MR. CHARLES KINGSLEY'S NEW CREED. EYRE is so noble, brave,
and chivalric a man, so un- 1. daunted a servant of the Crown, so illustrious as an explorer in Australia and a saviour of society in the West Indies, that Peers, actually Peers—my soul sinks with awe as I repeat Peers—members of the ' sacred' order, which represents chivalry, which adopts into its ranks all genius, all talent, all virtue, and all beauty, condescend, not indeed to give him a dinner—that would be too much—but to dine in the same room with him." Only imagine Charles Kingsley, apostle of muscular Christianity, author of Yeast, of Alton Locke, of the oritt song ever likely to be used as an agricultural Marseillaise, saying a speech which will condense into that at a public dinner, with reporters present I So odd is the explosion of flunkeyism, so utterly out of accord with the whole character of the man, yet so evidently genuine, that it is almost impossible to discuss it seriously, or animad- vert on it with the scorn it so thoroughly deserves. Such a speech is one of those surprises which provoke only a faintly amused laughter ; it is like a bad pun, mirthful only because of an absurd incongruity. That Mr. Kingsley should admire and defend Mr. Eyre we can understand, can, we think, ex- plain as a natural development of his mind, but that he should go down on his knees to the Peerage, declare the Red Book "sacred "—he, the Christian socialist—an institu- tion "second in sacredness to that most sacred of institu- tions, monarchy," and consequently more sacred than the Church, —was there ever a funnier little window opened in a man's mind ? The speaker is, be it remembered, no sycophant of all above him, no granter of propositions. He has risked his profes- sional advancement to defend a view of Providence too clement for the majority of his brethren, has denounced squires of whom the Peers are chief in language of ringing eloquence, has pleaded the cause of Chartists, and poachers, and buccaneers, and other non-respectable classes, and all this while he was in the depths of his heart worshipping the Peers, making the attainment of the Peerage the highest reward of the " English spirit " which has made us " fathers of the United States and conquerors of India." He who has written so lovingly of the heroes of the world has had for his own any Being entitled to wear a coronet ! He is a historian, yet he tells the Peers that they adopt into their ranks all genius, as if the peerage had ever been given to a great poet or scientific discoverer, to a Shakespeare or Newton; all talent, as if any talent useful to man rather than governments were ever officially recog- nized; all virtue, as if in our whole history a man had ever received a coronet for virtue of any kind ; and all beauty, as if it were an act of self-denial on the part of the richest class to pick out the prettiest women they can find, as they pick out the finest pictures, and the choicest wines. How can we wonder, when we hear such things from such a man,, that the British bourgeois, who did not conceive Tom Thurnall, and to whom Tregarva would be merely a gamekeeper with a tendency to prolixity, should think a vote well rewarded by a Peer's nod, should deem the verdict of society more important than that of either his countrymen, his conscience, or his God? When poets put on plush why should meaner souls despise tags? When muscular Christians speak with 'bated breath and whispering humbleness in the awful presence of the British Peer, why should' not feeble indifferentists lick the dust from peerage boots? The- truth is, we suppose, that by some strange twist in his mind, some- accidental association, some quaint exercise of his idealism, Mr. Kingsley has really come to regard chivalry and the peerage as synonymous„ to believe that big squires with labels on them are all full of pluck, and gallantry, and fair play, and so to reverence them, till he feels as men in the Crusades felt towards those who had suffered to deliver the Holy Land. We have nothing to say, except that it is an odd manifestation of the poetic spirit, and one very liable to be misunderstood by the public. A woman ideal- izing a curate into an apostle, is sometimes a touching as well as a melancholy spectacle, but a poet idealizing a peer into a " sacred being— !"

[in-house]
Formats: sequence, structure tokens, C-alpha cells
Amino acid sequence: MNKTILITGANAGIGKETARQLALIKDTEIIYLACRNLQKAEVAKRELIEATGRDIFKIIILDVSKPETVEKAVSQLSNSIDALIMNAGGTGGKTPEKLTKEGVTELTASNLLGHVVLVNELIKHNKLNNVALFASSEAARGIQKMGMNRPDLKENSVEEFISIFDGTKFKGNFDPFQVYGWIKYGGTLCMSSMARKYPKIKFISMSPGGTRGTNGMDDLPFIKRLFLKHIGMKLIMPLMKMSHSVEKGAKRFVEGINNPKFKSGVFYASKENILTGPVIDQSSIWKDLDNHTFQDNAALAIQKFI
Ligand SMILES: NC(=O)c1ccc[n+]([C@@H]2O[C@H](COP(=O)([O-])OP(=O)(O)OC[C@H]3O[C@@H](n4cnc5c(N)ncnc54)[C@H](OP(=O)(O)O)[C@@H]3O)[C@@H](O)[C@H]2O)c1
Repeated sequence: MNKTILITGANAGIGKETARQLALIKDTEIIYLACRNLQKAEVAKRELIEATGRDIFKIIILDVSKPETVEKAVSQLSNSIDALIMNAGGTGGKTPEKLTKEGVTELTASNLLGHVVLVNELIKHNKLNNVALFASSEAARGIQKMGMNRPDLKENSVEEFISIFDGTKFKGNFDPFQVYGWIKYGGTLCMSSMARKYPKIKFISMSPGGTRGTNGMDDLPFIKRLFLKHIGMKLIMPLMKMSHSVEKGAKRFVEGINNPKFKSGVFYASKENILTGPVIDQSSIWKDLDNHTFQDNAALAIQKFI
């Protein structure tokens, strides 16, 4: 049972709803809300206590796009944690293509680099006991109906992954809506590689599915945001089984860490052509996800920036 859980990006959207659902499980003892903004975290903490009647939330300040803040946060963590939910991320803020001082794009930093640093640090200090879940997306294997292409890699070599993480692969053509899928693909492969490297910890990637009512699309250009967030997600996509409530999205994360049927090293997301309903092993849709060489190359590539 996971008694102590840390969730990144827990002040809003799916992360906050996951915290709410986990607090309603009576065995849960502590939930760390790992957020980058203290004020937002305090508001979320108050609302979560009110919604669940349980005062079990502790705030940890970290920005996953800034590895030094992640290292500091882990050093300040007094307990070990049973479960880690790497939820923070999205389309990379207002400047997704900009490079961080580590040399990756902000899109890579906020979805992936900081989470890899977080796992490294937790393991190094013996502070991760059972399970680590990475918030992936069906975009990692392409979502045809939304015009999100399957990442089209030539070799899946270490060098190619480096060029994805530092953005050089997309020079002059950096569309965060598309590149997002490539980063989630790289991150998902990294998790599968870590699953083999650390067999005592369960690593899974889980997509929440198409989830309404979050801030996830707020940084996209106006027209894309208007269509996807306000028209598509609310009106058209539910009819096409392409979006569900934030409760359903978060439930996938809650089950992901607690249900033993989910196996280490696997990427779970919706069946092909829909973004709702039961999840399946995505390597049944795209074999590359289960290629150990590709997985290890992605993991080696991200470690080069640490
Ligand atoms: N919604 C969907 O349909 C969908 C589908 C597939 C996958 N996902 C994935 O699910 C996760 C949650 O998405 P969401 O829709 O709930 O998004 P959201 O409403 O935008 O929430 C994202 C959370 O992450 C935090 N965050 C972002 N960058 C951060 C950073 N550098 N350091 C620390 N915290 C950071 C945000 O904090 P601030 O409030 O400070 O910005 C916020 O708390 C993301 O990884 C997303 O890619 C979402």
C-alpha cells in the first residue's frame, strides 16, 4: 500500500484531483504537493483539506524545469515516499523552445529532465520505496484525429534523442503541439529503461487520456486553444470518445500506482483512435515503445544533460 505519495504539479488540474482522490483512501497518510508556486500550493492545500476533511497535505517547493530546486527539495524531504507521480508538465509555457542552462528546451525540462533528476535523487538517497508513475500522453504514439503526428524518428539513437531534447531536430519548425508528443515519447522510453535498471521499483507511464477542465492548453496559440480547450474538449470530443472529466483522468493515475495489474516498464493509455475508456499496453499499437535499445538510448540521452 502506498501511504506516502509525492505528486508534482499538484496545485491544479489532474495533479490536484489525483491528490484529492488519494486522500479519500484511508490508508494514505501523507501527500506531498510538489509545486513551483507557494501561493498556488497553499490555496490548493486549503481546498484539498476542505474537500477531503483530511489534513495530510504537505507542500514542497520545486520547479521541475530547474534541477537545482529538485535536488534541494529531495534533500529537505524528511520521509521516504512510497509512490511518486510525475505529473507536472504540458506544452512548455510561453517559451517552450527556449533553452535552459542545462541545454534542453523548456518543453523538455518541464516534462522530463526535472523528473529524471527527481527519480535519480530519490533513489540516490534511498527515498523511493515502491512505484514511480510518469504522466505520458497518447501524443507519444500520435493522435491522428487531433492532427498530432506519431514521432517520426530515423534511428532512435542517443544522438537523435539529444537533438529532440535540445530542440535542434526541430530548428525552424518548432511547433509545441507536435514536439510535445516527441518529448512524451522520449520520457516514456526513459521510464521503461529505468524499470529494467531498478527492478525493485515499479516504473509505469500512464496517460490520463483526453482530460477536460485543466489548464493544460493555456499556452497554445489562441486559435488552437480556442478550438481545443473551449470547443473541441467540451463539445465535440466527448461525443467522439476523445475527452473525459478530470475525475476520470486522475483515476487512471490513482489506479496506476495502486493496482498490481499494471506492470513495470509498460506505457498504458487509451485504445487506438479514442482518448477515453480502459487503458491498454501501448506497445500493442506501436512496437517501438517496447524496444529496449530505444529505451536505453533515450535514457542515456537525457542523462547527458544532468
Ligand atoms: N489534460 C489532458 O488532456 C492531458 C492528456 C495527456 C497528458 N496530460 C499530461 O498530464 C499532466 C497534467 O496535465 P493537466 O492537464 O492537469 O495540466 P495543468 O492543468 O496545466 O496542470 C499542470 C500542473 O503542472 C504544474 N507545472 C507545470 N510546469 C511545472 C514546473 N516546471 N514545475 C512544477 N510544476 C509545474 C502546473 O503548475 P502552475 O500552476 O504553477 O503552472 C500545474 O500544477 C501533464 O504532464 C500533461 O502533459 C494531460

Mr. Kingsley's admiration of Mr. Eyre is more intelligible. He has worshipped force, strength, will, all his life, without much reference to the subjects on which those qualities are exercised, and Mr. Eyre is the embodiment of those qualities. His will snaps on a plan like a steel spring, and Mr. Kingsley admires will above all things,—would, we suspect, defend Simeon Stylites because, having decided to stand on a tall stone, he continued doing it for forty years. A Hindoo devotee measuring the road to Benares• with his own body might find in him an eloquent defender. He- looks to the quality, and the fact that it was used where it was not required, to the utter misery of thousands of innocent persons, does not strike him at all. Mr. Eyre put down a rebellion strongly, and the man who puts down rebellion strongly is to Mr. Kingsley as• admirable man. Did not Lord-Deputy Grey murder all his Spanish. prisoners in Ireland, and does not Mr. Kingsley in Westward Ho 1' most eloquently extenuate the deed ? And indeed to Mr. Eyre, the civil soldier of order, absolutelydetermined that half-civilized persons with cane-hooks in their hands shall not upset the laws, we have no serious objection to make, and never have made any. What- ever our moral claim to rule blacks, simply because they are blacks and we whites, they uncivilized and we civilized, may be originally worth, Mr. Eyre's clear duty was to suppress armed or violent resistance to the law. It is not to Mr. Eyre as Governor that we object, but to Mr. Eyre as Judge Jeffreys holding a Bloody Assize, hanging a man already in safe custody as a means of inspir- ing terror, allowing young officers and old planters, white sailors and black soldiers to slay and burn and flog at their own discretion. What "chivalry " or " pluck," or " gallantry " did it take to commit that colossal arson, the burning of a thousand homesteads, not to clear a way for artillery, or to deprive enemies of their vantage- ground, but simply to ruin subjugated rebels and their families a little more completely? Generals do not flog enemies to secure military success, and Mr. Eyre in not punishing those tortures with piano-wire simply allowed cruel and unusual punishments in the same manner and for the same motives as Judge Jeffreys and Haynau did. Of all this, of the horrible injustice committed in hanging a man because, being legally elected for that.especial purpose, he forcibly brought thagrievanoes of the labourers before the flovernmeut and the public of the colony, of the reourrence to torture for political Offences, of the families made desolate without a reason, the men outraged without an excuse, Mr. Kingsley sees nothing. He is neither statesman nor philan- thropist, but litterateur and poet, and he sees only the strong, self-willed figure which can do anything it pur- poses, bad or good, and be " takes it upon trust." So thoroughly does his pictorial imagination captivate his reason that when he essays to use the latter power he talks grotesque silliness --silliness as of a woman who says, " It is so because it is." Mr. Eyre is to •be allowed to flog anybody he likes because he is Mr. Eyre, and because he walked round the Gulf of Carpentaria. He being appointed protector of blacks and whites in Jamaica, crushed and tortured the blacks to save the whites from fear, but because when protector of blacks in Australia he protected them, he is to be held to have done his duty in both places equally well. John broke the cup, but not the saucer ; reward Jolla, for he preserves the china. " If they gave up taking men upon trust, especially rulers and official men, there would be nothing in the world but anarchy, which would be followed by despotism, and in due time by a big tyrant, who would not take the people upon trust. He took Governor Eyre upon trust, and he was happy to see the members of the House of Peers present had also taken him upon trust." John comes to Mr. Kingsley as coachman, with a capital 'character, gets drunk and spills his master, but his'master is not to dismiss him ; oh ! dear no ; trust is the nexus between man and man ; a good pedestrian never upsets a coach, and Mr. Kingsley must trust John, or there will be anarchy in the stable, oats where straw should be, and the horses in the mangers instead of the stalls. Pray does Mr. Kingsley, having intended to elect a Whig, withdraw his vote when his candidate turns out a Tory ? If he does not, he is simply a goose ; and if he does, what becomes of his theory? Mr. Kingsley probably meanttosay,— onlythe "sacred" Peers overcame him so much, that- it is wise when you get a strong man to let him rule without interference, which would be true if strength were the only capacity required in a ruler, but then it is not, any more than it is the only needful constituent in the cha- racter of the Christian hero. Mr. Kingsley, aapictorial litterateur, sees that clearly enough. Witness his sketch of Cyril, who in his hands becomes just whet we believe Mr. Eyre to be, a man of principle, who in his devotion to that principle—a e., :his own will --has not a scruple.in giving all Jews up to slaughter and devas- tation :—" Really I wish your Holiness well when I say so. If my notions seem to you somewhat secular, yours—forgive me— seem to me somewhat atheistic ; and I advise you honestly to take care.leat while you are busy tryieg to establish God's kiogdom, you forget what it is like, by shutting your eyes to those of its laws which are established already. I have no doubt that with your 'Holiness's great power you will succeed in establishing something. My only dread is, that when it is established, you should discover to your horror that it is the devil's kingdom, and not God's ' " As politician he sees nothing of the kind, thinks the scaffold and the lash absolutely essential to build up the order he desires, or rather ignores cat and rope if only his Cyril mayrule. In imagina- tion he dissects him, analyzes him, exposes the hardness of heart and will which make his subject's good qualities curses to man- kind, but in real life he " takes him on trust." The shrewd insight is for the book, •for life credulity is the best policy ; the intellect works clear on the unreal, and only breaks down on facts. At least it ought to break down, according to Mr. Kingsley, for we cannot do him the credit of believing that he holds any theory half so guileless, the truth being that he wanted to defend a man he admires whose conduct he knew to be indefensible, and " trust " being a muscular-Christian sort of word with a relation to "faith" on the religious side, and to " confidence " on the political side, he used that, and with the expected result, for the Peers, Common Councilmen, &a., cheered the silly remark to his heart's content. Elliston the actor, when dunned by a creditor, always laid his hand on his heart in that way, and thought himself quite ill used if after that invocation to " trust," anybody insisted on cash down. Mr. Eyre's case is in fact so bad that a map of genius could only defend him by appealing to human credulity as a sacred power. Credulity and the Peerage,—those are the present objects of worship to the Rev. Charles Kingsley, of all the men in the world !